Why do authors pay for book review programs? I have been reading on Publishers Weekly (USA) about authors opting for paid-at-source book reviews, like Kirkus, IndieReader, BlueInk Review, and others. While assuredness of a newsletter promo and reviews can seem like water to a parched author, it comes with a cost. And not just the $149 to $500 they charge per time, which is quite substantial.
Besides the monetary risk, there is the risk it’s a one-off event. You still might not get reviewers’ email addresses as the review companies try to protect their reviewers’ privacy. That means no future promotion.
If you do get their email addresses, then please ask gently for a review – and do not connect to them on social media first. Some authors might try to send the ePub, but you know, many people cannot work out how to open it without the benefit of their Kindle reader app.
It is imperative that you protect this list of potential Advance Reader emails, because these people are going to come in very handy.
Use a Street Team
What about people who know you? These genuine helpers can form part of your ‘street team’, or advance reader copy (ARC) team. You can either offer your ebook for 99c on Amazon or send a PDF directly to them, for free. You might want to remove the ability to print it though.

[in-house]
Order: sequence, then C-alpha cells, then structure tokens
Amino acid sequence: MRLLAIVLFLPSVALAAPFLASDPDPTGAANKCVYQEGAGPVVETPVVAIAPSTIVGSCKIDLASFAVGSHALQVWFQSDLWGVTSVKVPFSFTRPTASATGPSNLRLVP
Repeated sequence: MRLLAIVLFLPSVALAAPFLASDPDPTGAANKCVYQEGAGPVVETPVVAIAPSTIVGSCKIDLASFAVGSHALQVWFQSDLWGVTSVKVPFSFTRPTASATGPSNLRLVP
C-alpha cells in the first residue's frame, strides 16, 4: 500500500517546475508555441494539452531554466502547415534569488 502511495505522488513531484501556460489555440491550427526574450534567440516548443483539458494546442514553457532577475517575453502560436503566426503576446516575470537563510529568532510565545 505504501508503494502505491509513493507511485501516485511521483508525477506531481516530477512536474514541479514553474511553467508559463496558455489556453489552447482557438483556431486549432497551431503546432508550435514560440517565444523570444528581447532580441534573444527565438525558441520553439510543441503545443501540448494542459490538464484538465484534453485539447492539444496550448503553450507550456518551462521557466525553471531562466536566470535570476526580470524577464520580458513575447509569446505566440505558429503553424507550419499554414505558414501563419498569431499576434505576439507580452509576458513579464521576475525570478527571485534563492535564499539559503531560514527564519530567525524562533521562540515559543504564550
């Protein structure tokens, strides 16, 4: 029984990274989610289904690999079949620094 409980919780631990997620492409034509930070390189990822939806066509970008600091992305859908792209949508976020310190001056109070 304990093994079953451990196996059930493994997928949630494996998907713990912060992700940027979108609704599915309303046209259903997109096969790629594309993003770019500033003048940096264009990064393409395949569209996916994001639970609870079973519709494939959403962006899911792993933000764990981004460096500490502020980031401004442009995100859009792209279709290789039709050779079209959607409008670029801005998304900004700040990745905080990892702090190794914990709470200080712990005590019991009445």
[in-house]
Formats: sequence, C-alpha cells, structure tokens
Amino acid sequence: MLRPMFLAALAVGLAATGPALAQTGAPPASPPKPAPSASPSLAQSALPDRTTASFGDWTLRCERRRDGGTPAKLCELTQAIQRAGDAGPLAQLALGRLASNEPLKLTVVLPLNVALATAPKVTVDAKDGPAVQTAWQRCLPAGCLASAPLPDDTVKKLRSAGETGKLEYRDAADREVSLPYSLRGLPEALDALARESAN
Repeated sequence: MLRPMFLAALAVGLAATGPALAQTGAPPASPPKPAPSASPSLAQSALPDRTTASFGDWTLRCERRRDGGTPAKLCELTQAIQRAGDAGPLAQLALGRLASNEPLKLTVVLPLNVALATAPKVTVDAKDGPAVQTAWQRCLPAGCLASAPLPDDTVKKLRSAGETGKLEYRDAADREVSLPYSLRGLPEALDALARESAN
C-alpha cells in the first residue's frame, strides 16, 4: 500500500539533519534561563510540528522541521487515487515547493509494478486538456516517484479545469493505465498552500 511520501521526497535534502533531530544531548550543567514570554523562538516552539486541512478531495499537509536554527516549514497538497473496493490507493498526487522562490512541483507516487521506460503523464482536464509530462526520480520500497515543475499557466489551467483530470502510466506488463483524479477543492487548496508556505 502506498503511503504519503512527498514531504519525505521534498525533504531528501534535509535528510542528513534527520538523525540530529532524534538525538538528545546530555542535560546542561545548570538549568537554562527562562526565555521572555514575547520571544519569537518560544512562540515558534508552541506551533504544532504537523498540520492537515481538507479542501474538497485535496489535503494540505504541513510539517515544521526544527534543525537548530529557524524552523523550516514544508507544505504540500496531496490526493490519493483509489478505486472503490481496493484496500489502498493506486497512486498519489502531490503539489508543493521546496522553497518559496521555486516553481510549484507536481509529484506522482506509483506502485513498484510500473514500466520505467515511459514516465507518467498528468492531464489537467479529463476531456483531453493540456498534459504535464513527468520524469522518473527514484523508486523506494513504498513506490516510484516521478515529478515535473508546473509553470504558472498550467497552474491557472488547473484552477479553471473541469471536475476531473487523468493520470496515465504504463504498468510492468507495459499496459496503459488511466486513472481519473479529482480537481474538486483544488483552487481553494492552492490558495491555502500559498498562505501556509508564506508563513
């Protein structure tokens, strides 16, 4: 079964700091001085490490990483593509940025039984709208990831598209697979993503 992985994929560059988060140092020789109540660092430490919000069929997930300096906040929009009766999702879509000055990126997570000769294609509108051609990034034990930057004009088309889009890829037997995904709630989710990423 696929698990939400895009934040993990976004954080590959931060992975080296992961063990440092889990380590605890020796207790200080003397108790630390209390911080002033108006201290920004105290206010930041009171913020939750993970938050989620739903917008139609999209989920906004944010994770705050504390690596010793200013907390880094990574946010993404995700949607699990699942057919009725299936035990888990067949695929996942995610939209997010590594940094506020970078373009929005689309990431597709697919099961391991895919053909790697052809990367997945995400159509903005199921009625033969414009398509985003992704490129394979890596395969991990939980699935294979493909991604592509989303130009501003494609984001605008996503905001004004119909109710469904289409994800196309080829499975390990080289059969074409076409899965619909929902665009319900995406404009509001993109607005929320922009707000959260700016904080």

Although I was terminally shy at first, because of my networking, I now have a nice list of 420 connections on LinkedIn to ask for endorsements or to notify of a giveaway on Goodreads. Plus Goodreads forums is an ideal place to recruit your street team/ARCs as its chock-full of book lovers.
Remember though, we can’t ask for Amazon reviews from LinkedIn 1st connections because now Amazon is disallowing an author’s social connections to give reviews — whether they bought the book or not.
The Problem of Asking Strangers
Even though I had fairly regular buyers in the first 3 months of launching Create Your New Life of Abundance and How to Start a Freelance Business, there were no reader reviews, which is a common problem. The library copies generally don’t prompt reviews either.
The workaround for this suggested by Mike Kowitz in his book, Smart Marketing for Indie Authors, is to quickly publish a second book and have a page summarising past books within its back matter. But for the first one, he says you’ll have to rely on the Street Team of friends/family who are not connected to you on socials. You may also prompt the review on your own blog posts. I noticed that at least one of his reviews were from a paid reviewer (or at least a pro reviewer) and the others were reading very real.
So, while book reviews are crucial for social proof to better sell your book to others searching for that topic… there are many catches with getting them.
Sometimes it pays to join up with someone who has a bigger email list than you for launch promotions. Think up creative ideas to reward new reader-reviewers. Cute stickers, daily planner printables (letter size PDFs), quote posters, and other low-cost items could be just the thing. Since we are not allowed to pay for the reviews listed at Amazon or Goodreads, and a gift is just a thank you card in physical form.
Always keep your personal return-on-investment in mind when planning book promotions.
Email Jen for Joint Venture proposals: firstname.lastname@example.org